In 1 Thessalonians 5:16-18 Paul echoes his and our need for dependence on prayer and for gratitude. He says, “Rejoice always, pray without ceasing, in everything give thanks; for this is the will of God in Christ Jesus for you ("The Nelson Study Bible, New King James Version").” Have you ever thought, “Man, I wish I knew God’s will for my life. I wish I knew how to live richly.” Good news is here for you. God wants you to rejoice always, to pray without ceasing, and to be thankful. This is God’s will for you.

Now, go and live richly, with gratitude, prayer, and thanksgiving, keeping in mind Paul’s words to the Colossians and Thessalonians.

Thank You!


"The Nelson Study Bible, New King James Version." Nashville, TN: Thomas Nelson Publishers, 1997.

Peterson, Eugene H. The Message : The Bible in Contemporary Language. Colorado Springs, Colo: NavPress, 2002.

Wednesday, November 5, 2008

Marched Naked in the Street

“If at first you Do succeed, try something harder (Gookin).” -Ann Landers

“Failure is, in a sense, the highway to success, inasmuch as every discovery of what is false leads us to seek earnestly after what is true (Gookin).” -John Keats

Have you ever tried to prove yourself to someone? We all want to be successful, don’t we? Maybe, like me, you went to school with a bunch of cool kids that all hung out together and seemed to have everything else together as well. They had the girlfriends, the talent, the looks; you know the type. These were the kids with the high GPAs, who played sports, and were on the debate team. You wanted to be like them. You wanted to have what they had and you wanted to do what they did.

Maybe you are completely secure and confident and are one of the cool kids and are saying, “Hey that’s me!” If so, great, but most likely you have still tried to prove yourself to someone at some point in your life. It might be that in your accomplishments are you trying to prove yourself to your parents, teachers, friends, or coaches. You might even be attempting to prove yourself to yourself. After all, you want to know that you have what it takes and that you are worthy of love, affection, and attention. We all want that. Do we deserve it though? Does anyone? Can we achieve love and acceptance?

The Hebrews, the Jews from the Old Testament, were identified as being God’s chosen people. You can’t be anymore successful than that. They were born into Judaism and through the mark of circumcision, were marked as God’s own. That’s right; the cutting off of the foreskin of the male penis was what marked one as a child of God. This was an initiation rite that was a sign that you were in, you had made it. If you were a child of Abraham, the father of all Jews, you were circumcised. That’s just how it was. See, this was the symbol that you were in the God Club. You were in the in crowd! You were then called to follow the law to the letter and not to sin so that you could stay in the God Club by being good. “But what about our non-circumcised brothers and what about the sisters?” you ask. I am with you. The non-circumcised were the Gentiles, or the non-Jews, and the women were the second class. The non-circumcised were not considered children of Abraham and they were not considered children of God.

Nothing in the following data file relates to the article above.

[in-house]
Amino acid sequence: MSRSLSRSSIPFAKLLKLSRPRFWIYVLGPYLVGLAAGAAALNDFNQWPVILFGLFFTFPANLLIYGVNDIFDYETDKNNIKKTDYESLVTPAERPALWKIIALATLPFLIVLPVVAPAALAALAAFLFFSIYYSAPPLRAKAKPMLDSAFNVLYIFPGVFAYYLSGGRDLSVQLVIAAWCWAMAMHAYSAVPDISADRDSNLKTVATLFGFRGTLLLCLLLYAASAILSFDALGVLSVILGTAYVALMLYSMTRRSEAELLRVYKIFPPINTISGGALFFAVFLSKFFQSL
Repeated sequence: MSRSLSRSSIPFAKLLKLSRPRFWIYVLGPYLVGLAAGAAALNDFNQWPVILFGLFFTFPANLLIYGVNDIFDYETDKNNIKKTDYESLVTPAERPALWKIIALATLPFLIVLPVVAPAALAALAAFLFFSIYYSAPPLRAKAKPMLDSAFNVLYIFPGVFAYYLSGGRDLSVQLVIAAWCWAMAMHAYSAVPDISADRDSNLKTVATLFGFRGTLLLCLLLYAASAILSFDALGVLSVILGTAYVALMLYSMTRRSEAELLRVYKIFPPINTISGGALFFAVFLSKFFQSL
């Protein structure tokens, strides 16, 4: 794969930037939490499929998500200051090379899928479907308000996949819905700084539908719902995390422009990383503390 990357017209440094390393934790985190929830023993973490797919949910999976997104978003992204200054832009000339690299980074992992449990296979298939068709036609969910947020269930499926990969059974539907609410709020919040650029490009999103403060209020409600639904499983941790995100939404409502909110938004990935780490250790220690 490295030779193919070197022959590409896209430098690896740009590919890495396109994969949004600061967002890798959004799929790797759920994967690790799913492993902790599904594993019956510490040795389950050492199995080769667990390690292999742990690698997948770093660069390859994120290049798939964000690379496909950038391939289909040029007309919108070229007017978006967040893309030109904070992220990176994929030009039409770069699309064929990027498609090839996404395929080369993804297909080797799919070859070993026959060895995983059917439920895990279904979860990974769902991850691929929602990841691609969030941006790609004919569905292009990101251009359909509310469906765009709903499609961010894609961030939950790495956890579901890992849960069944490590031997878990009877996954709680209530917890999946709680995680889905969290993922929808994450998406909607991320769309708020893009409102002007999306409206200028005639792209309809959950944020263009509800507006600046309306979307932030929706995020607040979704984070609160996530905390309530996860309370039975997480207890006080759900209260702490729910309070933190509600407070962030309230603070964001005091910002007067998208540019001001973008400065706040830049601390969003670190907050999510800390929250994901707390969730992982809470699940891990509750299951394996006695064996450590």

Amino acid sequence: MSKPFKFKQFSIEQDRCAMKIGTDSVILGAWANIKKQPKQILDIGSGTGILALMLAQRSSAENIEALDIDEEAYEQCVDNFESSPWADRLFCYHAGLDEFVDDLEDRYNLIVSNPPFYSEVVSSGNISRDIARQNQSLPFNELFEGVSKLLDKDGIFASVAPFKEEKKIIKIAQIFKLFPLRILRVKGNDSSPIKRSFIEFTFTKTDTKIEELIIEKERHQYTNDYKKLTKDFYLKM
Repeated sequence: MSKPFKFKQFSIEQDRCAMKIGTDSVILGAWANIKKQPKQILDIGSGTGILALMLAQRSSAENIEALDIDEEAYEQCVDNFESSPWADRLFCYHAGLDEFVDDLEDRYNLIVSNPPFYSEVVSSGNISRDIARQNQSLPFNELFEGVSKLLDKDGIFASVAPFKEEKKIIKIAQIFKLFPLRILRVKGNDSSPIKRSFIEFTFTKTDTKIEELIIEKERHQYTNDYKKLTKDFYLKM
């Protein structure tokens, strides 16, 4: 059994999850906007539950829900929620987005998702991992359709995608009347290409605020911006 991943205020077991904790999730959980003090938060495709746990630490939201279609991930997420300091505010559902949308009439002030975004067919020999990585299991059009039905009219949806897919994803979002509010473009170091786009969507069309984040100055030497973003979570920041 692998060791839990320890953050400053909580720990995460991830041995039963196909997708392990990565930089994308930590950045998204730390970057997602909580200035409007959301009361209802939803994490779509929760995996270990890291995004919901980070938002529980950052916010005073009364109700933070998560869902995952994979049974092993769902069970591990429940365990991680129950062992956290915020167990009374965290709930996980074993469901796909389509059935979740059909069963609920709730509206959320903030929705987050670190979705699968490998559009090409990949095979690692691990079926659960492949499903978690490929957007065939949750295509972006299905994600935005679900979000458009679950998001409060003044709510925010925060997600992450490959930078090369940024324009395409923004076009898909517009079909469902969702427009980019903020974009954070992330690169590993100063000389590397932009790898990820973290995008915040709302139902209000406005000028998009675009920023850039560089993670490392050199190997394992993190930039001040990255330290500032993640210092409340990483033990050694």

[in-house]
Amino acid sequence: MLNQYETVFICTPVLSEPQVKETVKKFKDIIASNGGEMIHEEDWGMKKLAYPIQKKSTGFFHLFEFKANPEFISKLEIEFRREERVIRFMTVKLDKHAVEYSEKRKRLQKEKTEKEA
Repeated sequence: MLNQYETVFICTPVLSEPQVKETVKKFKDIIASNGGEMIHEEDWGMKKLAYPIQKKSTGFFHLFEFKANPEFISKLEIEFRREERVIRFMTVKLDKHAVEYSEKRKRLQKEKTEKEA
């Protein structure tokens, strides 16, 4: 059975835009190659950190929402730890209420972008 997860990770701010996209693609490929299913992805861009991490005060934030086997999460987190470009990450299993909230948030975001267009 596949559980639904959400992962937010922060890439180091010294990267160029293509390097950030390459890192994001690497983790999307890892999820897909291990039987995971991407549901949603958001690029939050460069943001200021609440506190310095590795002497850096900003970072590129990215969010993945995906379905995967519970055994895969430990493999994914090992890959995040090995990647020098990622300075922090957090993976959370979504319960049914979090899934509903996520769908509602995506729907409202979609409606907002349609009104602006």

In the early church, everyone was arguing about whether or not you had to be circumcised to be a follower of Christ. Circumcision was part of following the whole law, which was the old way to be in the God Club, or the in crowd. Jews and Gentiles were being converted to Christianity. The only problem with this is the fact that Gentiles were becoming followers of Christ and they had not been circumcised. The Jewish converts to Christianity wanted the Gentiles to adopt religious customs of following the law by being circumcised. The Jews were still trying to earn or achieve their place.

Circumcision has more to do with being Jewish than being Christian. The request of the Jews for the Gentiles to be circumcised was not a rational request. Paul wrote to the Colossian church to question why the Christians there were going backwards by acting so religious and Jewish when God had done something completely new in His Son, which took the burden off of them completely. God had invited everyone into the God Club without a cover charge. He had proclaimed, “Everyone is in!” Everyone! The Jew and the Gentile alike, all sinners, are in!

Paul says this best and gives this instruction to his readers, in Colossians 2: 11-15:

“Entering into this (God’s) fullness is not something you figure out or achieve. It’s not a matter of being circumcised or keeping a long list of laws. No, you’re already in—insiders—not through some secretive initiation rite but rather through what Christ has already gone through for you, destroying the power of sin. If it’s an initiation ritual you’re after, you’ve already been through it by submitting to baptism. Going under the water was a burial of your old life; coming up out of it was a resurrection, God raising you from the dead as he did Christ. When you were stuck in your old sin-dead life, you were incapable of responding to God. God brought you alive—right along with Christ! Think of it! All sins forgiven, the slate wiped clean, that old arrest warrant canceled and nailed to Christ’s cross. He stripped all the spiritual tyrants in the universe of their sham authority at the Cross and marched them naked through the streets (Peterson).”

Jesus unraveled the shame of the cool, the un-cool, and the un-popular, all of us. He paraded our sin and shame, and all the expectations piled on us by ourselves, religion, and its leaders. God did this by taking our failures and inadequacies on Himself. He stripped all the spiritual tyrants in the universe (including our selves) of their sham authority at the Cross and marched them naked through the streets before everyone. We do not have to be ashamed and exposed for not keeping their heavy burdens. God exposed that we could not keep the law, He exposed our self righteousness and the self righteousness of the religious leaders, and He exposed the cool kids as not being so cool after all. His message is clear. Everyone who looks to Him and accepts what He has done for them is in the God Club. You do not have to do anything. You don’t have to be the coolest, the cleanest, the best dressed, or the most popular. You don’t need to have it all together. Your spiritual GPA does not matter. It does not matter if you play sports or get into the cool clubs with all the cool people. It does not matter what your extracurricular activities are, and Jesus doesn’t care what college you are going to, or all that you have done, or how much money you make. We just accept what He has done for us and we are in. Wow!

Exposed, shameless, and belonging, because of Christ bearing my sin and shame,


Gookin, John. Wilderness Wisdom. Mechanicsburg, PA: Stackpole Books, 2003.

Peterson, Eugene H. The Message : The Bible in Contemporary Language. Colorado Springs, Colo: NavPress, 2002.